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Colorado shooting: D.A. to see alleged gunman's school records

October 17, 2012|By Jenny Deam
  • A judge ruled that prosecutors can have some access to school records of alleged Colorado theater gunman James E. Holmes, shown here in a courtroom sketch from a court hearing in September.
A judge ruled that prosecutors can have some access to school records of… (Bill Robles / Associated…)

CENTENNIAL, Colo. — A judge in the case against James E. Holmes ruled Wednesday that most of the mass murder suspect’s academic records, his campus police file and some communication with University of Colorado Denver professors can be given to the prosecution to show state of mind and possible motive.

Holmes, 24, was considered a promising doctoral student in the university’s elite neuroscience graduate program before he withdrew about six weeks before the July 20 Aurora theater massacre. Twelve people died and at least 58 were wounded when Holmes allegedly opened fire in a packed movie theater during a post-midnight premiere of “The Dark Knight Rises.” He faces 166 charges, including two first-degree murder charges for each person killed.

Holmes’ waning days at the university have been a key legal issue from the beginning of the case. Prosecutors subpoenaed Holmes’ school records, including his admission application, as well as email communication with professors concerning his academic performance.

Prosecutors have crafted a scenario that Holmes’ life was unraveling in the months before the shooting. They said Holmes told a classmate in March that he wanted to kill people, that he had failed a key oral exam on June 7, and that he had threatened a professor around the time he was withdrawing from school.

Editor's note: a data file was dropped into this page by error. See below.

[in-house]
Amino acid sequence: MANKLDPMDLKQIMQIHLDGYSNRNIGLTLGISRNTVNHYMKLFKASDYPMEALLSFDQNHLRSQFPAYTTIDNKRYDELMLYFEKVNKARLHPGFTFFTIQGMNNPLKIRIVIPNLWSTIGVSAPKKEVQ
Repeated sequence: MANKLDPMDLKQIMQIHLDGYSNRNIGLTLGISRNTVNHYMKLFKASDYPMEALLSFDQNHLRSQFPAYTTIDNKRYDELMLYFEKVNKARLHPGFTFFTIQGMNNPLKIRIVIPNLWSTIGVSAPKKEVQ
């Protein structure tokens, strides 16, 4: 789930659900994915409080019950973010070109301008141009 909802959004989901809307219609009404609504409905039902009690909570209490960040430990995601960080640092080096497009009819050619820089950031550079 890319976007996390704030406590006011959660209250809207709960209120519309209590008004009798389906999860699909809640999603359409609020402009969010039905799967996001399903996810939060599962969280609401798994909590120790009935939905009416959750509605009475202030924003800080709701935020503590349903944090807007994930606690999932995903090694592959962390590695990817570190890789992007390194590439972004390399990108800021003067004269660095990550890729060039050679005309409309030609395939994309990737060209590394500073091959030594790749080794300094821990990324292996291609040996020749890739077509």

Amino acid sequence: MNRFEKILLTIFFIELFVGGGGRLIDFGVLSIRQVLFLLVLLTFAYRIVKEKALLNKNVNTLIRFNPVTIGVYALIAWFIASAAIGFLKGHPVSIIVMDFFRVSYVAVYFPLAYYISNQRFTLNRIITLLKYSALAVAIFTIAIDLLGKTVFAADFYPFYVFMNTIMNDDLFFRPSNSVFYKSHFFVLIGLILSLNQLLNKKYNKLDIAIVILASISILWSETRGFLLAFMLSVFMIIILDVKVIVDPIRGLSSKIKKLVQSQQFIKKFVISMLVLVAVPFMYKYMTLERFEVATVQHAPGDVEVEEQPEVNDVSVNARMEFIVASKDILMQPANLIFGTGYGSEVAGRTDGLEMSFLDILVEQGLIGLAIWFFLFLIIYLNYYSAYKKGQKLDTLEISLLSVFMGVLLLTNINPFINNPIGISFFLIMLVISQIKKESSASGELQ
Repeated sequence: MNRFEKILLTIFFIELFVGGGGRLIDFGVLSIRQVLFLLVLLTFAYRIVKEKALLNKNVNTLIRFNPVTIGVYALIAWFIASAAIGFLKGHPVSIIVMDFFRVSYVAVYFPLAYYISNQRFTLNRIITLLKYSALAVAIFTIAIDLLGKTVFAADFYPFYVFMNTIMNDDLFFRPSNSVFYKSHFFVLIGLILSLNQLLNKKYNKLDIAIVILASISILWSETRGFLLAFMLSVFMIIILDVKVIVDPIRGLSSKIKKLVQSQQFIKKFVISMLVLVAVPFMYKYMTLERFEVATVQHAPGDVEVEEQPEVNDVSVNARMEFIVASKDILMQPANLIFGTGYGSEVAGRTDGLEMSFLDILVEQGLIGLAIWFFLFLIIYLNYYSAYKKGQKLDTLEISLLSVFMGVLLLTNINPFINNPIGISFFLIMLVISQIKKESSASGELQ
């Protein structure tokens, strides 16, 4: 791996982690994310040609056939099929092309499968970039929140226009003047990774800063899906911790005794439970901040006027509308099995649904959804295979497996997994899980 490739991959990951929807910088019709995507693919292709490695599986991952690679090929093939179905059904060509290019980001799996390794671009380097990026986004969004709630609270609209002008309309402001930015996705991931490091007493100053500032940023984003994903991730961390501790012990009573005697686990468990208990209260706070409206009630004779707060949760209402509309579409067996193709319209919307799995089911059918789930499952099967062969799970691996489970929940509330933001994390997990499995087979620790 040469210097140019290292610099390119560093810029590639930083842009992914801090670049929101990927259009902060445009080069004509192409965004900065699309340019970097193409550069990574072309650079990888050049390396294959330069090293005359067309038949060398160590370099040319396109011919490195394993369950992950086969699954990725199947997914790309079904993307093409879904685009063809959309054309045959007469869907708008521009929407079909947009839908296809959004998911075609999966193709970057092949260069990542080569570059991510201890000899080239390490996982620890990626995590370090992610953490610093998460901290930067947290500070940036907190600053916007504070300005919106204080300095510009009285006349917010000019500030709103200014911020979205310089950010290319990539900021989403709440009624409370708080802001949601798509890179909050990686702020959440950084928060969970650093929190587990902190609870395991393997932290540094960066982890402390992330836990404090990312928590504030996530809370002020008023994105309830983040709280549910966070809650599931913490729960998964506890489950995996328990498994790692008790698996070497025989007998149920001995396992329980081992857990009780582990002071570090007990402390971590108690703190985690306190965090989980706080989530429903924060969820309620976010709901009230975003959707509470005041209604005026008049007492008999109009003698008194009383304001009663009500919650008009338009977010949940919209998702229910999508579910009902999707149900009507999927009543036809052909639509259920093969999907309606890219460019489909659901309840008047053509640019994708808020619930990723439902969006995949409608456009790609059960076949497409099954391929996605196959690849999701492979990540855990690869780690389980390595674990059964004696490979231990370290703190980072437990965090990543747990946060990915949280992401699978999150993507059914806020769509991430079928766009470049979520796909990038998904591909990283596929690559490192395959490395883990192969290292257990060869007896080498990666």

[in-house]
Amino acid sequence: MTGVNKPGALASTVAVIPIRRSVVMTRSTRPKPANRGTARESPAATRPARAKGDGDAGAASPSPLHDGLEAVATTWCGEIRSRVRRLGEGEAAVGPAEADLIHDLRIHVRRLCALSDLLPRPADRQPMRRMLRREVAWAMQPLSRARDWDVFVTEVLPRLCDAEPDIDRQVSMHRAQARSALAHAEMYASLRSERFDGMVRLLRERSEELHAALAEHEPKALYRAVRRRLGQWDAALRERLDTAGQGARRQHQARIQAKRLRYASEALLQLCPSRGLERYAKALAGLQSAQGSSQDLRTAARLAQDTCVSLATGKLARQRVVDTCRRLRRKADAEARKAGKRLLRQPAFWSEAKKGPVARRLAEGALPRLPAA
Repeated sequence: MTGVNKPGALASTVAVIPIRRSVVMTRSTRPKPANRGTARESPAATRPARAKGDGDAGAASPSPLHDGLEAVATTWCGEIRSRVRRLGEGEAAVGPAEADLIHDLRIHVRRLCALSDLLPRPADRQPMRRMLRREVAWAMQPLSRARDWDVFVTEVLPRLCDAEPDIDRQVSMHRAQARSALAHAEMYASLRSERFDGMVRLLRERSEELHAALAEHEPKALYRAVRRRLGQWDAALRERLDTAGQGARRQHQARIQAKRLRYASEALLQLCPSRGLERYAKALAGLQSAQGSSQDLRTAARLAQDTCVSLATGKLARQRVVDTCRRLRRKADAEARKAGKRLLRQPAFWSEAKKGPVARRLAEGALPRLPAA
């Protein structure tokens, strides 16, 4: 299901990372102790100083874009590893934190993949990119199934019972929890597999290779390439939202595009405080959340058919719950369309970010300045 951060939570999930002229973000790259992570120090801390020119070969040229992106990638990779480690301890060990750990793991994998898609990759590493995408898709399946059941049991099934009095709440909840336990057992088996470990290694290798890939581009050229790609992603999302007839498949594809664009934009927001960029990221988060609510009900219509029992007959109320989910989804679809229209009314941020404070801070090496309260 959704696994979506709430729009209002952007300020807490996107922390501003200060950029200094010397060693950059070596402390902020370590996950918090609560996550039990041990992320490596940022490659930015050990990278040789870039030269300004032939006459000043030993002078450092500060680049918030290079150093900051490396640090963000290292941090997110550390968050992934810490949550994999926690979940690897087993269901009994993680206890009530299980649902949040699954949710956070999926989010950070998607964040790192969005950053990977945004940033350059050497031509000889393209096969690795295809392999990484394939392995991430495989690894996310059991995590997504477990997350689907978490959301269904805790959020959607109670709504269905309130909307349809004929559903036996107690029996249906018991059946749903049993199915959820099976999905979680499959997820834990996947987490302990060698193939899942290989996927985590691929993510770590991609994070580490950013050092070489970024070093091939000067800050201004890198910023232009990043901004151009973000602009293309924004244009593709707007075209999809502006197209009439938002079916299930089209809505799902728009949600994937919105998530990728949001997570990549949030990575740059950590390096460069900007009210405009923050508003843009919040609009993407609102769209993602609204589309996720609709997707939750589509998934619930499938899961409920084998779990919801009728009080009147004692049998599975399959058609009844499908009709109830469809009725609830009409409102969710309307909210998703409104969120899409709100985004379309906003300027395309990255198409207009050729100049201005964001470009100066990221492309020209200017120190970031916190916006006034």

Psychiatrist Dr. Lynne Fenton testified in August that she was so alarmed after her one and only therapy session with Holmes on June 11 that she called campus police, but she did not specify at the hearing what she had reported.

The defense, which has said Holmes is mentally ill, wanted to block the admission of the University of Colorado records, calling them irrelevant and accusing the prosecution of conducting a fishing expedition.

Chief Judge William Sylvester of the 18th Judicial District, in his ruling Wednesday, mostly agreed with the prosecution and wrote that the university records could give a glimpse into Holmes’ life from the time he laid out his academic ambitions in his application to the circumstances surrounding his decision to withdraw from the program.

“Intent will be a key issue at trial,” Sylvester wrote in his ruling, adding that “documents that establish Defendant’s expectations when applying to the University of Colorado could possibly make more or less probable the fact that defendant had a motive to commit the crimes charged.”

Sylvester said communication with professors as Holmes was withdrawing was similarly relevant as it might shed light on his state of mind. In addition, the judge ruled that all campus police records about Holmes should be given to the prosecution, with the exception of anything that might be considered privileged information from Fenton.

All of the documents to be given to the prosecution remain sealed from the public.

The judge denied the prosecution request for class schedules, saying they were irrelevant to the case. He also blocked the release of unspecified voicemail messages, presumably because those would also fall under doctor-patient privilege.


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